U.S. Supreme Court Rules Against BRCA Patents
The court's decision allows other biotechnology companies to offer BRCA testing
In a landmark decision, the U.S. Supreme Court ruled that genes taken from the human body could not be patented.
The ruling, agreed on by all nine justices, affected Myriad Genetics, a company providing tests to assess disease risk. The company had patents on the BRCA1 and BRCA2 genes. A woman has about a 60 percent chance of developing breast cancer and a 15-40 percent chance of developing ovarian cancer in her lifetime, if she has a mutation in either gene.
Healthcare advocates praised the court’s decision in Association for Molecular Pathology v. Myriad Genetics because of what it means for women affected by breast and ovarian cancers that run in families: lowered costs of, and better access to, BRCA testing.
Background and Reason for the Court’s Decision
It was not until researchers at Myriad Genetics pinpointed the exact location and sequence of both the BRCA1 and BRCA2 genes that the first screening tests were able to be developed by the company.
Myriad obtained a number of patents on these genes, which gave the company the exclusive right to isolate, study, and test an individual’s BRCA1 and BRCA2 genes and create BRCA complementary DNA, also known as “cDNA,” forms of genetic material that have been changed in the lab. Patents also allowed Myriad to set the terms and cost of testing, making it difficult for women to access other tests or seek a second opinion regarding their results.
In May 2009, a federal court ruled in agreement with a lawsuit that claimed Myriad’s patents were “unconstitutional and invalid.” However, Myriad filed an appeal which resulted in an appeals court ruling in the company’s favor. The decision was then challenged.
The Supreme Court heard arguments in April 2013. On June 13, the court decided that companies cannot patent genes that already exist in nature. Since Myriad did not create BRCA1 and BRCA2, the patents were invalidated. Patents on cDNA, however, are still valid, because it is created in the lab.
What The Court’s Ruling Means for You
Ellen T. Matloff, CGC, director of the genetic counseling program at Yale Cancer Center, says the court’s decision means there will be faster, cheaper and better BRCA testing for women and men with breast cancer.
“This may make it possible for all women diagnosed with breast cancer to have access to this testing – rather than just patients who meet high risk criteria,” Ms. Matloff tells LBBC. “Only then will we truly understand the prevalence of these mutations.”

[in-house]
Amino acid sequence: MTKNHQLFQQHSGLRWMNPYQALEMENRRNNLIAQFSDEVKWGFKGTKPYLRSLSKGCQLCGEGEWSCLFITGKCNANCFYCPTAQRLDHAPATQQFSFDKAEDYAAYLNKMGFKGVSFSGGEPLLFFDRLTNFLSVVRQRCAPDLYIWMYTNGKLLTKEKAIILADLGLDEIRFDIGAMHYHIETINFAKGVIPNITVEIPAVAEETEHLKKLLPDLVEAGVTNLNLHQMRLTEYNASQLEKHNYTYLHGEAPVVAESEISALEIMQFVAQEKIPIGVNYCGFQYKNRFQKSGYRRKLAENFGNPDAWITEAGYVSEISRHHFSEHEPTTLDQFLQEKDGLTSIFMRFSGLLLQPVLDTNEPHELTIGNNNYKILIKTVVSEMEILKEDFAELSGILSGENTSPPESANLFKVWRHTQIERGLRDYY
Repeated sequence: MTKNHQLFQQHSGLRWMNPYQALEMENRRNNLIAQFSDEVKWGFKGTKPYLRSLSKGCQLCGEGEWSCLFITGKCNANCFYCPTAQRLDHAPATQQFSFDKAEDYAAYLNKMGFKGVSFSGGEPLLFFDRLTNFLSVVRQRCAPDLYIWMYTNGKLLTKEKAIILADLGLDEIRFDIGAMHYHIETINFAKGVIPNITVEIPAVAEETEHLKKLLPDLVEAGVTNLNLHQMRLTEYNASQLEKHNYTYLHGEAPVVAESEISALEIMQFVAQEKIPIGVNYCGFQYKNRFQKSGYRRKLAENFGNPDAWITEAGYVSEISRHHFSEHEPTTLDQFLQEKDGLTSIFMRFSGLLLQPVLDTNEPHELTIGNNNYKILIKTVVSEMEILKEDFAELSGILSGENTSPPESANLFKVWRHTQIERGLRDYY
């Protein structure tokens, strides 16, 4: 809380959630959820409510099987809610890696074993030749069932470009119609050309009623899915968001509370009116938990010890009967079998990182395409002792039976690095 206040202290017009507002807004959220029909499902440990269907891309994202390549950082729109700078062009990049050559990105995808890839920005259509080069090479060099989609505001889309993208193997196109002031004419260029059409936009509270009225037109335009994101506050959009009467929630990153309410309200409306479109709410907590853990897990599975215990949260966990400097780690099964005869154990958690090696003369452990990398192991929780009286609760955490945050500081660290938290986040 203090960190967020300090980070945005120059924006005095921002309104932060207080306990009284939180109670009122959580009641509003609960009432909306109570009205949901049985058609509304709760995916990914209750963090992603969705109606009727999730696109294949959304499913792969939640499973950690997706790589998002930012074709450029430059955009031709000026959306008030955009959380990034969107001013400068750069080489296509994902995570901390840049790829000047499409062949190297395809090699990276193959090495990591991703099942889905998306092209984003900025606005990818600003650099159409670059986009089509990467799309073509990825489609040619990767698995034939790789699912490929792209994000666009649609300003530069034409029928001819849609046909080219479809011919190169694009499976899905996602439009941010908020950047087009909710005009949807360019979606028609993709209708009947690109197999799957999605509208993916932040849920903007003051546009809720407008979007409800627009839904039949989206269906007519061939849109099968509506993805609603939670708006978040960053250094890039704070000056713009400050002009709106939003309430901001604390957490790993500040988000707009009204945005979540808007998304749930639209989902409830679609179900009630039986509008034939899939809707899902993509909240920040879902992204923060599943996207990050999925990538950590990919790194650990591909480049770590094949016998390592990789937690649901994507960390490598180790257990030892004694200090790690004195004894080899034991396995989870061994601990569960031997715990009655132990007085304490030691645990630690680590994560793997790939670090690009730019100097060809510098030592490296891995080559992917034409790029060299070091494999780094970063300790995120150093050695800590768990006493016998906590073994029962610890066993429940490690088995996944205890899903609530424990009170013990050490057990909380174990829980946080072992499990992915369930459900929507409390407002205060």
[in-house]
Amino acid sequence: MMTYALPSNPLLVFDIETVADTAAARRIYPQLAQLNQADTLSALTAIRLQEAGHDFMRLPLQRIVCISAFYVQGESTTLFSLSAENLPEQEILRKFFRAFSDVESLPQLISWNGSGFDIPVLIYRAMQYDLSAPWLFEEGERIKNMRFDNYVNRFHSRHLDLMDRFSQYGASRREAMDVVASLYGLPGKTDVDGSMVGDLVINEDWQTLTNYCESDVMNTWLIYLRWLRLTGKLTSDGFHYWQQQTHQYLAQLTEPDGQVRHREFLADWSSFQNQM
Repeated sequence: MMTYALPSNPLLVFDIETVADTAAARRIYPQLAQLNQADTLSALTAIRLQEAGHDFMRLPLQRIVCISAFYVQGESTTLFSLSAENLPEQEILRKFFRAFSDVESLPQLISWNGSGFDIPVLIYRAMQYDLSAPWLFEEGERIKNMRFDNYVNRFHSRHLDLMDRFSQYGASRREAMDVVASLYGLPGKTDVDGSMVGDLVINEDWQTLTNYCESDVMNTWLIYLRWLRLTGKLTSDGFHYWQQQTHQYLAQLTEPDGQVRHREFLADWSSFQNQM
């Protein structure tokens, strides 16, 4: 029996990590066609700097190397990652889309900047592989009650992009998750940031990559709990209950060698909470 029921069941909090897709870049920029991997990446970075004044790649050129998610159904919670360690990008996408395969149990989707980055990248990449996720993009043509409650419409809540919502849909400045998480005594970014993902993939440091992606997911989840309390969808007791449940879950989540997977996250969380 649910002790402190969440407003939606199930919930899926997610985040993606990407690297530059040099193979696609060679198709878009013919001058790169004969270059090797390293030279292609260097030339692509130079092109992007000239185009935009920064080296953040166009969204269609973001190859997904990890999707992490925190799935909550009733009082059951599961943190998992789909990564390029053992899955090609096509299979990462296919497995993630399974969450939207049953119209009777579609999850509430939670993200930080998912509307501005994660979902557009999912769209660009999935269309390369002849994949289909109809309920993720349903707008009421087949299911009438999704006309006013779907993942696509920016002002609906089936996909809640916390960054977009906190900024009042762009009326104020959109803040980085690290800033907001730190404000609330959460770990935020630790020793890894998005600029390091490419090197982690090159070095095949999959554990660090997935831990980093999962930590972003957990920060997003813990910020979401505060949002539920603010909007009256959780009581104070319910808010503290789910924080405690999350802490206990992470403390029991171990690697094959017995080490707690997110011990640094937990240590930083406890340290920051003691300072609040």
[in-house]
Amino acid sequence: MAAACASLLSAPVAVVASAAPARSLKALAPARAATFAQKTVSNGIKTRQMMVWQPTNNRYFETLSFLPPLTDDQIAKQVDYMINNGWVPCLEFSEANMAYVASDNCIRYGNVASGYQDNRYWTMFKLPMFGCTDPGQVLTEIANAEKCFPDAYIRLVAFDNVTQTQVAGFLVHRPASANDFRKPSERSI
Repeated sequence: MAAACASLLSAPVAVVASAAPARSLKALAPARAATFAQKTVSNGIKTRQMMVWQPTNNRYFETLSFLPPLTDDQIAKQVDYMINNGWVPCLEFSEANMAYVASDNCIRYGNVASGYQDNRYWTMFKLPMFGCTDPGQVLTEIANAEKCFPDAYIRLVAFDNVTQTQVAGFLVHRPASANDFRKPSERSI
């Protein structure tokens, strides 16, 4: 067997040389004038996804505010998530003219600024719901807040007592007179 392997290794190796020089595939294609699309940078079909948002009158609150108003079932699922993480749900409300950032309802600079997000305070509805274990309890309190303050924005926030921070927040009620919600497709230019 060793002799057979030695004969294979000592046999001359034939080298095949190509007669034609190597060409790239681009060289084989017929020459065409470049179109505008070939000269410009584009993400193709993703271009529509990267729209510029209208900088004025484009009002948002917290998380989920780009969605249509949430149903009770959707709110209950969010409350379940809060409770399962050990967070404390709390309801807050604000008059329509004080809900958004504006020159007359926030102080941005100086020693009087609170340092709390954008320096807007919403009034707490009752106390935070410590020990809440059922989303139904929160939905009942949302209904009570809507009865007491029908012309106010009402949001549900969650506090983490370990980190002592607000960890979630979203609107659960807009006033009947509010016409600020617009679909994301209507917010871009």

Experts suspect other labs will quickly change to accommodate for BRCA testing. Matloff says that within hours of the court’s decision, five labs announced that they will begin offering BRCA testing, one for half of what Myriad charged to perform the test. Myriad’s testing ranges anywhere from $500 to $4,000 depending on how in depth the analysis.
Rebecca Carr, of Lafayette Hill, Pa., underwent a lumpectomy followed by chemotherapy and radiation therapy after being diagnosed with stage IIIC breast cancer. When her test results from Myriad came back positive for BRCA1 in 2004, she chose to have a mastectomy and hysterectomy.
With Myriad no longer able to patent BRCA testing, Rebecca hopes women will be able to make the best possible treatment decisions with more testing options and second opinions on test results.
“The Supreme Court’s decision means many more researchers will be able to work on these pieces of DNA,” Rebecca said. “When there’s more competition, the price goes down, and there are more chances of learning more about this disease.”
Talk with your healthcare providers or a genetic counselor to learn if genetic testing is right for you. A genetic counselor can help interpret your family and personal health histories to gauge whether you would benefit from genetic testing, explain its limits, and discuss how its results may affect prevention and treatment options available to you.
Learn more about genetic testing in our Breast Cancer Basics section of lbbc.org.
Association for Molecular Pathology v. Myriad Genetics, 569 U.S. 1 (2013).